What Does Scam 1992 Teach Us About Investing?

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Scam 1992 – The Harshad Mehta Story is a recently launched web series on SonyLiv.

It is very well made, fast-paced, and sticks to the storytelling instead of digressing here and there. It is the best market-related movie (I include all video content in this “movie” class) on Indian markets by a long way.

I have read the book on which this is based. The book had all the original names of the people involved. For some reason, a few people got renamed in the show.

So, characters portraying Ajay Kayan, Rakesh Jhunjhunwala, Radhakishan Damani were not called out explicitly.

Although, the book is a great read and the web series is an even better watch, here are some of the investing lessons that I took away from the whole period and sequence of events from Scam 1992.

Unbridled Ambition –  I think this was the main reason why Harshad got into trouble. He did not know where and when to draw a line.

He came from a modest background and wanted to grow too big too fast. He did not consider the consequences of his actions, because he always wanted more.

Also Watch: Harshad Mehta Original Interview After the Original Scam 1992

Leverage Kills – Ultimately, it is when you are over-leveraged is when you get into real trouble. Liquidity is king.

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Harshad’s efforts as shown in Scam 1992 were concentrated on leverage to pump in liquidity.

The problem is no one is bigger than the market. In his hubris, I think he forgot that.

The End Do Not Justify The Means Harshad used to say that what he was doing was being done by everyone else. All the big players were following the same corrupt practices.

Actually, it makes no difference if everyone is doing the wrong thing.

It is still wrong.

The problem with being on the wrong side of the law is that it’s a slippery slope. You start with a small digression, and very quickly it snowballs into something out of control.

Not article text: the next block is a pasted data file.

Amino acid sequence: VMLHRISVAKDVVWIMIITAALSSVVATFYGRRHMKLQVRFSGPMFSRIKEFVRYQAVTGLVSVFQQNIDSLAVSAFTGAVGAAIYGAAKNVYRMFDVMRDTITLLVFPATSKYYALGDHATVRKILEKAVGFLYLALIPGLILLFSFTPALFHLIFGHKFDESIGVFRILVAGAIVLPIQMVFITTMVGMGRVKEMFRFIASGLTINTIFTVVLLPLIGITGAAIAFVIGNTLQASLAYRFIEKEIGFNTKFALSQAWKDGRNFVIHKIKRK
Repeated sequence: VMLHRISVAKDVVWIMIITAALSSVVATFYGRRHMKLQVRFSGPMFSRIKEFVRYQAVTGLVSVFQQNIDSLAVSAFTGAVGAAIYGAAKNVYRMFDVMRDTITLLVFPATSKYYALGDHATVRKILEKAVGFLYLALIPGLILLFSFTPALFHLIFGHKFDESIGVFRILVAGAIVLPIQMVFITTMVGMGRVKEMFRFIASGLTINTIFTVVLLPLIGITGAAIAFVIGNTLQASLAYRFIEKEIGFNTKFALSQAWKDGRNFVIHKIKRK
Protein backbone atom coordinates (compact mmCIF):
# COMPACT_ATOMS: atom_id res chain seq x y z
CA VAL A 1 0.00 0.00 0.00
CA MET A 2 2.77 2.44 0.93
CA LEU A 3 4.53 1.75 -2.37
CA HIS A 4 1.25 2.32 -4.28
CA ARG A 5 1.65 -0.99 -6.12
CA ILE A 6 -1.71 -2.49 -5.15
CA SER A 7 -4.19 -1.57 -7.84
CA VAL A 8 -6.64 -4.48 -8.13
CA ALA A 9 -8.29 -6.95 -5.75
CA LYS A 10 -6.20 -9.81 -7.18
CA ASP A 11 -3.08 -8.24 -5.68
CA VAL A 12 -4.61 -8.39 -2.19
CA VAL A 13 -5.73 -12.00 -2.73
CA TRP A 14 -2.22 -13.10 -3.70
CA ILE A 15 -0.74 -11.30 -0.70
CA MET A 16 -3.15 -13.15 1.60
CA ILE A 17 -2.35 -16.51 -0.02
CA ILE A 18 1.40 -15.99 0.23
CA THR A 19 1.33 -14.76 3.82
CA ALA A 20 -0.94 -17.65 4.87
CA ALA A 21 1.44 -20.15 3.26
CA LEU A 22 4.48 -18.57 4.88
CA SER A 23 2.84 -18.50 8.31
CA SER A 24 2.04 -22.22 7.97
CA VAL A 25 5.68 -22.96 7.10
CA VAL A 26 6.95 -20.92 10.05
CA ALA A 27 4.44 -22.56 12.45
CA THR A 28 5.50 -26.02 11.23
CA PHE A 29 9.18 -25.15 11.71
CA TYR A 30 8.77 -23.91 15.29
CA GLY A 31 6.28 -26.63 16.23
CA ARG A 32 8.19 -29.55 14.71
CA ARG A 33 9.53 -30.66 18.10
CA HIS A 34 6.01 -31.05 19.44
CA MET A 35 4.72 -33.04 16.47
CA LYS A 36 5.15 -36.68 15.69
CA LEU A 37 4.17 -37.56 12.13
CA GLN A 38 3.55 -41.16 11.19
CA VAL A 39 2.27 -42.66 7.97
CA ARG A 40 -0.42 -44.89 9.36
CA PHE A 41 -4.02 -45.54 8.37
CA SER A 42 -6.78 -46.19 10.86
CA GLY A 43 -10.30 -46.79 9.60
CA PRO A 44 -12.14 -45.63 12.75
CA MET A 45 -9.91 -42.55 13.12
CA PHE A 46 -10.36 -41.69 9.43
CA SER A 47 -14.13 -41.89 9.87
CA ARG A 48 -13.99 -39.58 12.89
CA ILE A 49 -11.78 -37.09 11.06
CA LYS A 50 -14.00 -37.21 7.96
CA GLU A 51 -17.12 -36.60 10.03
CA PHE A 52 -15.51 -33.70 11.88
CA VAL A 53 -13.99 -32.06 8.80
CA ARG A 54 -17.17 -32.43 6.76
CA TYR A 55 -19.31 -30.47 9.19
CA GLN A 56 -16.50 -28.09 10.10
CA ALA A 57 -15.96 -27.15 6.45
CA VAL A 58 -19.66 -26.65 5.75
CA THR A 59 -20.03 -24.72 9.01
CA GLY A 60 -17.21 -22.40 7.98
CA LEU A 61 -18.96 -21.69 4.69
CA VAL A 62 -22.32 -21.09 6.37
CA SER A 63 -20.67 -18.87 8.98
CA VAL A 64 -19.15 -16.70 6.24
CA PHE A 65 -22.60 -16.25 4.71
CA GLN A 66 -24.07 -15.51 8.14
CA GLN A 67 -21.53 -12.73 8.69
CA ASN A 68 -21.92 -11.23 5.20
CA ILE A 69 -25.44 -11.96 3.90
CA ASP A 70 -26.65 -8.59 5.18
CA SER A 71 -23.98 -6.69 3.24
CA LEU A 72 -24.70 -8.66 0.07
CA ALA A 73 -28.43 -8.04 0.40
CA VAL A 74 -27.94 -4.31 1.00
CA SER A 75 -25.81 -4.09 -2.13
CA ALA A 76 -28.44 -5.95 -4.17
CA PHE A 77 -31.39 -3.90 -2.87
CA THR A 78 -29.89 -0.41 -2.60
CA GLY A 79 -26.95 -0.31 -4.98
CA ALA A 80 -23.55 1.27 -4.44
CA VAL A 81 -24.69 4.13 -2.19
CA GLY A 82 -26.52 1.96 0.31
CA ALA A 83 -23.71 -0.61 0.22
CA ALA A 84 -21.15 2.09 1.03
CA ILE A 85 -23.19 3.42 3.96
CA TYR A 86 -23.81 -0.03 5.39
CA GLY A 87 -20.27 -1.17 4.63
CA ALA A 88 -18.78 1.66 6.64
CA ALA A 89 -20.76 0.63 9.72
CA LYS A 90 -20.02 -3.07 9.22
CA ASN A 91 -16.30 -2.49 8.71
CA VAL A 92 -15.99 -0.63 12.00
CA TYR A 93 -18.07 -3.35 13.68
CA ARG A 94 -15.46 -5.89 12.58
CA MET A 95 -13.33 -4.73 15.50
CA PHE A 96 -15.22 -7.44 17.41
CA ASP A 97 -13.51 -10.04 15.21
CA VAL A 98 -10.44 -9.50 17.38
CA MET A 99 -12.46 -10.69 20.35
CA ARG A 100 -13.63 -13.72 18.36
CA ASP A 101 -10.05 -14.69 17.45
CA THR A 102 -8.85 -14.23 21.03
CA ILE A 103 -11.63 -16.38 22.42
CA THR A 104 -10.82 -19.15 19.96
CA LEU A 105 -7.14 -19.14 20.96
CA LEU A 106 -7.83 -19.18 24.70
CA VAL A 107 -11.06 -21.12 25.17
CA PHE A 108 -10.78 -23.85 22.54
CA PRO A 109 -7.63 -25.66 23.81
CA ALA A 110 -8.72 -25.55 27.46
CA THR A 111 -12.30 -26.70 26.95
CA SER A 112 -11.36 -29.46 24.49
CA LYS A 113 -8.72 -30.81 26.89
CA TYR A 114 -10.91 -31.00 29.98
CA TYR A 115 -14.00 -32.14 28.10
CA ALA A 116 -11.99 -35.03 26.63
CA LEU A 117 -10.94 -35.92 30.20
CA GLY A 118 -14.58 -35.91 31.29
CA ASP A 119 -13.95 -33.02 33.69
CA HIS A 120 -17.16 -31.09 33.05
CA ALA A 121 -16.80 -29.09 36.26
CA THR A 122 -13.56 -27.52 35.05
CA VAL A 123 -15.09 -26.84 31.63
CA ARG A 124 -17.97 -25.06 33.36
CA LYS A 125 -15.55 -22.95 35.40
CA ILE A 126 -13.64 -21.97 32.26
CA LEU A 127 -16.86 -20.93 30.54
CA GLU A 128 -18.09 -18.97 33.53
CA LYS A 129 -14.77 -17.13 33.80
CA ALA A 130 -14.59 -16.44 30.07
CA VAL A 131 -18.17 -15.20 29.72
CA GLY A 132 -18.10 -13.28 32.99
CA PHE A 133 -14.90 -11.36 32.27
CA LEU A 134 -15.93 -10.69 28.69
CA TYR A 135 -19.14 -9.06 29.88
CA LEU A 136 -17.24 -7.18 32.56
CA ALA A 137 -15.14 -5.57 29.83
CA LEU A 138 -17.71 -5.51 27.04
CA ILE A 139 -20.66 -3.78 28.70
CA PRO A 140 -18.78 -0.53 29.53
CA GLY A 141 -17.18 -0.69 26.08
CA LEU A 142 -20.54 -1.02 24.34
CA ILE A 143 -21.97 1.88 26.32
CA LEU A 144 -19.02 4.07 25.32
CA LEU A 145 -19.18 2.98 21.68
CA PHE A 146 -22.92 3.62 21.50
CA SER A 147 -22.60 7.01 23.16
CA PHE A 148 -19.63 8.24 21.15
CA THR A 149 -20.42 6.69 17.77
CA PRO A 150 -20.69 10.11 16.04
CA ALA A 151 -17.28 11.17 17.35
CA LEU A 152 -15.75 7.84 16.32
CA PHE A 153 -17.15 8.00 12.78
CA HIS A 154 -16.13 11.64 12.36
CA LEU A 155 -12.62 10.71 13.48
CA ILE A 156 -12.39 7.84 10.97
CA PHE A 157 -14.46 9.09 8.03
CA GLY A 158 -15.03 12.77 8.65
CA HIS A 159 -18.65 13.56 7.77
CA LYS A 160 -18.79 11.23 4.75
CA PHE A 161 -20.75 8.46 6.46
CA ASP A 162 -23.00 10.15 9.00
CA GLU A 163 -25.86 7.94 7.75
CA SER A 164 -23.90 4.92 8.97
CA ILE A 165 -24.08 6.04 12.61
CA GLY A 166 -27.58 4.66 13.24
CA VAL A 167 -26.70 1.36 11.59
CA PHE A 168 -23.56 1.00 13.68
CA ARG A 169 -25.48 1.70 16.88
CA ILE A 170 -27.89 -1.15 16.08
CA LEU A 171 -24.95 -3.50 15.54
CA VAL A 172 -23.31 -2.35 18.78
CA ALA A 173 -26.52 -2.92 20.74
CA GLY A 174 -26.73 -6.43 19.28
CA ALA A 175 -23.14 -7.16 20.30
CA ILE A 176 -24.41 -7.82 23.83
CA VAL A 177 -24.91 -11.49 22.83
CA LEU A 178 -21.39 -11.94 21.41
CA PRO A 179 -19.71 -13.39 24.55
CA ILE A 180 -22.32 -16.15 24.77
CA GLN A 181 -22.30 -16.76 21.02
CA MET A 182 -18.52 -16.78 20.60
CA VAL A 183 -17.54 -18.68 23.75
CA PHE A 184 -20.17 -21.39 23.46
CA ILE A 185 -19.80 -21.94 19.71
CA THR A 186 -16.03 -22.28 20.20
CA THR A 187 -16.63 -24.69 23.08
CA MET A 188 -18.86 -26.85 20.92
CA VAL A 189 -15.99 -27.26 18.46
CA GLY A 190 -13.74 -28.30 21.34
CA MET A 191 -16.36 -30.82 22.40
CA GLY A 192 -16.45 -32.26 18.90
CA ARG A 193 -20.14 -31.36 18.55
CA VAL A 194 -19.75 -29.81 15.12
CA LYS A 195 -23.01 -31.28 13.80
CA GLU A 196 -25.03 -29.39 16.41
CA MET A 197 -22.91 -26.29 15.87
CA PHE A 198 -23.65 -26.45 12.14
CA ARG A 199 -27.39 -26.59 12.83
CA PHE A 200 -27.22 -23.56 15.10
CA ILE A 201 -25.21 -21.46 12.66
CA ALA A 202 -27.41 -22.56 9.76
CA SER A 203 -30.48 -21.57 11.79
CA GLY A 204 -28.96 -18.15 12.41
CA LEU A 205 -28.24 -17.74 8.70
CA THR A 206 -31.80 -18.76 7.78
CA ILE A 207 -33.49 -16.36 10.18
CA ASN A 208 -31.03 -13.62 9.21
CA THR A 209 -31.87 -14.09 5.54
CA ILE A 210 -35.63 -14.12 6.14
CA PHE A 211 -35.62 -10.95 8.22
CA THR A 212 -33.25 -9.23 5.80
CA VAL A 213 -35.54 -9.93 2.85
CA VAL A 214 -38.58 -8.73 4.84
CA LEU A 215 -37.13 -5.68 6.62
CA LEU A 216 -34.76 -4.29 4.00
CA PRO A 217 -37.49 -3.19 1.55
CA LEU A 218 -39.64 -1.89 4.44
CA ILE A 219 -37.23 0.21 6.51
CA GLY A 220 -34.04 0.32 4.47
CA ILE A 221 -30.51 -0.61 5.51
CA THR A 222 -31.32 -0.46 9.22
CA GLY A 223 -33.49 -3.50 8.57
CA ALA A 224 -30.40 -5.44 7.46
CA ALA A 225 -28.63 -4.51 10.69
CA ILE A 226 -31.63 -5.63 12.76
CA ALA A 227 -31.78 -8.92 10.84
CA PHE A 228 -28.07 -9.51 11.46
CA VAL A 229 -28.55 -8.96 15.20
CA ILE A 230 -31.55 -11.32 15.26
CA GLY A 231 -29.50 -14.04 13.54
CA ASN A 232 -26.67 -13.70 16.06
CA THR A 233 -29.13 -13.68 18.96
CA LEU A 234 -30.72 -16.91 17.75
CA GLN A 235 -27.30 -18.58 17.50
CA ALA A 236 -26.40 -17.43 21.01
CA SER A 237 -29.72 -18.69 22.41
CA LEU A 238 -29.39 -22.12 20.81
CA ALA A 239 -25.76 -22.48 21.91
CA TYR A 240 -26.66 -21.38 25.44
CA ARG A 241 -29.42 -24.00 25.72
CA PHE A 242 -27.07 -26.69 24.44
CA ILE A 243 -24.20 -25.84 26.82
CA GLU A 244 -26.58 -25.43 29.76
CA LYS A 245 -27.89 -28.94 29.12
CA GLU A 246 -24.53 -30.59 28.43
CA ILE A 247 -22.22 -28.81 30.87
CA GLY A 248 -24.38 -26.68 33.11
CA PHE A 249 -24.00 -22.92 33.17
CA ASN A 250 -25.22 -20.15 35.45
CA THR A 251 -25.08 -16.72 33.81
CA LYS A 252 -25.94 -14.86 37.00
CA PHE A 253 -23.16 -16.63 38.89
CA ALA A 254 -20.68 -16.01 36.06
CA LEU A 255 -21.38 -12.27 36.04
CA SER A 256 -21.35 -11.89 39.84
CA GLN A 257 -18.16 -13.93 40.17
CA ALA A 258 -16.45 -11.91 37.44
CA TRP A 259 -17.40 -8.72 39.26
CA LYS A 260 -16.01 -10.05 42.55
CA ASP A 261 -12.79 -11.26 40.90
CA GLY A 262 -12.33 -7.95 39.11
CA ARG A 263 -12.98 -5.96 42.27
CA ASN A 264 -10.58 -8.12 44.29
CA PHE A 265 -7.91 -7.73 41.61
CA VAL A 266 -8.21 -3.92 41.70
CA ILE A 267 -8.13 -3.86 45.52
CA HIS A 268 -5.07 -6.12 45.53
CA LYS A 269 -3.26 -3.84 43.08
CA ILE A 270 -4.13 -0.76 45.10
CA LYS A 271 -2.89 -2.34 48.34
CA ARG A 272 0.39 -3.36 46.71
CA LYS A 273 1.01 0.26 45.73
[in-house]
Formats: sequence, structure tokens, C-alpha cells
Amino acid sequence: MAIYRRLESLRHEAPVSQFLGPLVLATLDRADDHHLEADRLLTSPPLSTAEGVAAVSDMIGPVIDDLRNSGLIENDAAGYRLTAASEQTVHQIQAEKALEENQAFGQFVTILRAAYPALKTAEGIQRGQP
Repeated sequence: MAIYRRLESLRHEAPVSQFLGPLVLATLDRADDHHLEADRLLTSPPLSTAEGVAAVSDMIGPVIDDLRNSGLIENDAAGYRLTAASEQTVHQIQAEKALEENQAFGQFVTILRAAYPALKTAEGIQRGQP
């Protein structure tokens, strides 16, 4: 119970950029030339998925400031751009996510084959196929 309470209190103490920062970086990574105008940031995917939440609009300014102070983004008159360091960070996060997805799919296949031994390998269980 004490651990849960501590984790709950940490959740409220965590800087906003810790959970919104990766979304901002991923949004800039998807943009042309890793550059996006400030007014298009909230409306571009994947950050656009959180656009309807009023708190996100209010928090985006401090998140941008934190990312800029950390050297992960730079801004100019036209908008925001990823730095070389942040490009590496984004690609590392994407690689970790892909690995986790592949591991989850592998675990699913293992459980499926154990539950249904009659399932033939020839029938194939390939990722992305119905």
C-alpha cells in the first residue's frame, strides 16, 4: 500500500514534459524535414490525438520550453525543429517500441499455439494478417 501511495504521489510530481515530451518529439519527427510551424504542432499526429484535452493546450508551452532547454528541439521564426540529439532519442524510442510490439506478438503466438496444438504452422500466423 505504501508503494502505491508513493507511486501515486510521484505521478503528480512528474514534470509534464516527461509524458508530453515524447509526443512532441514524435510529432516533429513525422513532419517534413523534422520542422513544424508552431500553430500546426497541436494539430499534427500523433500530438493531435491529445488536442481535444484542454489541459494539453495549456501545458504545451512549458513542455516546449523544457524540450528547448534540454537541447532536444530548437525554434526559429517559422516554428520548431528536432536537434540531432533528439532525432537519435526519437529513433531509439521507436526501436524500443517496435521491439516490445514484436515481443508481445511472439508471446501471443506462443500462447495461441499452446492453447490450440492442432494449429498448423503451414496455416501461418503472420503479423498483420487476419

This is exactly what happened with Harshad which led him to eventually claim that he bribed the then Prime Minister.

Market Personified – When he was leading the markets as shown in Scam 1992, he became a media darling, the first real Big Bull.

His ostentatious lifestyle, his Lexus, his larger than life image in the media were also major contributors to his downfall.

Firstly, it attracted detractors who felt sidelined or spat or were simply envious of his meteoric rise.

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Secondly, it gave a face to the good and equally importantly, the bad of the markets. So, when the markets crashed, it was Harshad who had to take probably a larger share of the blame.

Personification is a concept popularized by Daniel Kahneman and it played out perfectly in this instance.

Also Watch: The Real Story Behind Harshad Mehta Scam

Alternate Histories – Radhakishan Damani, RKD as he is more popularly known is believed to have told a few of his friends: “Agar Harshad saat din aur apni position hold kar leta, toh mujhe kathora leke road par utarna padta.” (Had Harshad held his position for seven more days, I’d have taken a begging bowl and walked on the road).

At that time, no one knew how the dice would get rolled and that RKD would become a great businessman (DMart founder) and investor.

The same is true of Rakesh Jhunjhunwala.

Always be aware that winners and losers are known only in hindsight and the most intelligent course of action is to be conservative and prudent while investing.

Karma Catches UpUltimately, Harshad in Scam 1992 was running a sort of Ponzi scheme, where increasing amounts of cash was required to keep the markets propped up.

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His wrongdoings brought down so many people who trusted him blindly and bought shares based on his advice.

A great study, in contrast, is Warren Buffett and Charlie Munger. More than their investing acumen, I am a great admirer of the way they have conducted their life and business.


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Abhishek Basumallick

Abhishek Basumallick

Abhishek Basumallick is the Head of the equity advisory www.intelsense.in for long term wealth creation.
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